So, Mr. President (sic), I really don’t have many questions, I just — I got more questions than I have answers, Mr. Chairman, in reference to this, because I — I just sit here and listen to the experts talk, and every time there was a statement made, there’s a — there’s a new question come to my mind, well, what about this? What ifs — What if? What if? And — and so, I find this so fascinating, and I’m — I’m certainly going read each and every one of you all’s testimony.

I don’t know how I’m going to get back to — to, you know, the hearing again to try to follow up on this but, Mr. Chairman, I would imagine that our grandchildren are going to be still wrestling with this same problem.

I don’t know whether or not — given us wanting to have a weak president who’s going to kowtow to Congress or us having this — a weak Congress who’s going to let a president run all over us, which you see in some of these cases.

I mean if, you know, if — if you say that we’re going to appropriate some money, then they don’t want to spend it, you know, they don’t spend it.

And you just heard what my distinguished senator from Utah says, that who the gatekeeper is to stop the information from getting to the president. So, you know, I’m more frustrated than I am — with questions.

Thank you, Mr. Chairman, this is — this is — I mean this is. Thank you, Mr. Chairman. I’m done.



I believe the technical term is a blithering fucking idiot.  I didn’t think anyone else approached Jeff Sessions stupid in the Senate.  I have been proven wrong.

Trib Picks Up Wash U Story Concerning Racism at Mother’s

The Trib’s story is generally good, but one of the key points gets ignored in there:

The black students offered to change clothes in their hotel, but the bar told them it wouldn’t matter, students said. They also said a white student traded pants with Murayi and got into the bar without trouble. Benson said the manager nearly let the black students in until they crowded him, shouting, and the situation went downhill.


Essentially by having the white student trade pants and enter, there are incredibly strong grounds for complaints.  This is essentially the same as housing tests to determine if a landlord is discriminating against individuals.  So the claim he almost let them in is pretty much discounted. He let a white student in without any ‘special’ consideration.  Usually these kinds of cases are essentially word against word, but the students acting smartly performed a legitimate test that can then be demonstrated in a court of law with the two students modeling the two different pairs of pants.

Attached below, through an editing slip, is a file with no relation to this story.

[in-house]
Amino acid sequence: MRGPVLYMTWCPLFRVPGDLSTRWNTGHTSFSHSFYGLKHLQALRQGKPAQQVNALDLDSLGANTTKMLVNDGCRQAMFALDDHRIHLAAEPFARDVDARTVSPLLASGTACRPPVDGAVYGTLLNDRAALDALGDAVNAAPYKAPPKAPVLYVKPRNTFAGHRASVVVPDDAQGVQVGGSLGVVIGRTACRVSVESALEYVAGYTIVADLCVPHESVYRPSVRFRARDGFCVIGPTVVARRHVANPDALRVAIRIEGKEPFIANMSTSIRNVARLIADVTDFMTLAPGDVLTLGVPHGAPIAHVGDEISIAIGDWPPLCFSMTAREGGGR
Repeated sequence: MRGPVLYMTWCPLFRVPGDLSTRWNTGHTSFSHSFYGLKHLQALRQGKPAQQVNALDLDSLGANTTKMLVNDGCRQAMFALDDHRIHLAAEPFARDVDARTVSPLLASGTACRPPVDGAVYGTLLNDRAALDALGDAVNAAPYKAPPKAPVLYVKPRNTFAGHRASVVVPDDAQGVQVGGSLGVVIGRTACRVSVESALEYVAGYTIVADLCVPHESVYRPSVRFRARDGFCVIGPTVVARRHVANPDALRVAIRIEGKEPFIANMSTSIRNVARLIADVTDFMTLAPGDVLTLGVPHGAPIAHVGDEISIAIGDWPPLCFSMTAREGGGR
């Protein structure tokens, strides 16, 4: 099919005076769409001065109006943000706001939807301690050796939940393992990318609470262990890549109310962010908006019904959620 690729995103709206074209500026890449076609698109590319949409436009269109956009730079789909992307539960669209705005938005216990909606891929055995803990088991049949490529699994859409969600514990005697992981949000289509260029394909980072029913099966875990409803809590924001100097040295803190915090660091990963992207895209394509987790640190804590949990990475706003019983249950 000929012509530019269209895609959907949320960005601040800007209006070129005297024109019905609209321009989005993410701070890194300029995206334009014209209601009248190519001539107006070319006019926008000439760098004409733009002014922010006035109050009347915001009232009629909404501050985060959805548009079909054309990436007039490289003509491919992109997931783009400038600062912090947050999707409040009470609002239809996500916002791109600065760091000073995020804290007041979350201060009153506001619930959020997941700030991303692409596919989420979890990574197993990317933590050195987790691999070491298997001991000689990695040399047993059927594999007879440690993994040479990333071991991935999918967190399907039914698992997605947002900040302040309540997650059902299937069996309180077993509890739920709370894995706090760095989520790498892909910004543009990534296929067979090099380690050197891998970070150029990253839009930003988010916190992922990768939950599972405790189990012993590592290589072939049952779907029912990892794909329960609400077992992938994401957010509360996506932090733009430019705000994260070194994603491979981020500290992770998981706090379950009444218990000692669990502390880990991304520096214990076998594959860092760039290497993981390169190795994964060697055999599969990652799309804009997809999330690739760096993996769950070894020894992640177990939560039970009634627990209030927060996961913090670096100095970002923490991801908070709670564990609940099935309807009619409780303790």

Gubernatorial Candidates Look for Billion Dollar Pony

Via Rich who is always the best way to get back to blogging, the Republican candidates were asked to come up with $1 Billion in spending cuts.  Results are not promising:

Asked where each would make specific cuts to trim more than $1 billion from the state’s multi-billion dollar deficit, Dillard, Brady and Schillerstrom each said they would first look at Medicaid, the state subsidized health-care plan for the poor. Proft said he would target funds to create high-speed rail between Chicago and St. Louis and the proposed third metropolitan airport near Peotone. Andrzejewski said he would look at the current share of state income taxes that go to local municipalities—an immensely difficult political move.

Dillard, Brady and Schillerstrom also said they backed tax breaks and other incentives to attract business, but Andrzejewski and Proft belittled them as not doing enough to help make Illinois’ business climate more attractive.


Let’s start with the admittedly most specific and thus at least a little courageous attempt by Proft.  High speed rail and Peotone funds are small and most are not recurring.  High speed rail funds by the state are included in the capital bill at $400 million which is significant, but essentially a one time outlay and not part of the operating budget.  Peotone land acquisition is around $150 million I believe and again, is not a part of any operating budget.  It’s all one time funds.  That does not impact the operating budget deficit in a significant way.

That’s not to pick on Dan because he was specific. Saying you are going to cut $1 Billion (10% of the budget deficit) from Medicaid is quite a claim as well. The two large areas of spending on Medicaid are acute care and long term care.  The mental health facilities are pretty much off the table in creating big cuts in long term care. The money just isn’t there.

The next big category is nursing facility care which is largely for elderly people without their own means to support nursing home care which comes in around $1.3 Billion/year and Home care at about $1 billion.  You might be able to chop some of the nursing home care by moving more people to home care, but given the long term need for better pay for such jobs, the savings are somewhat limited.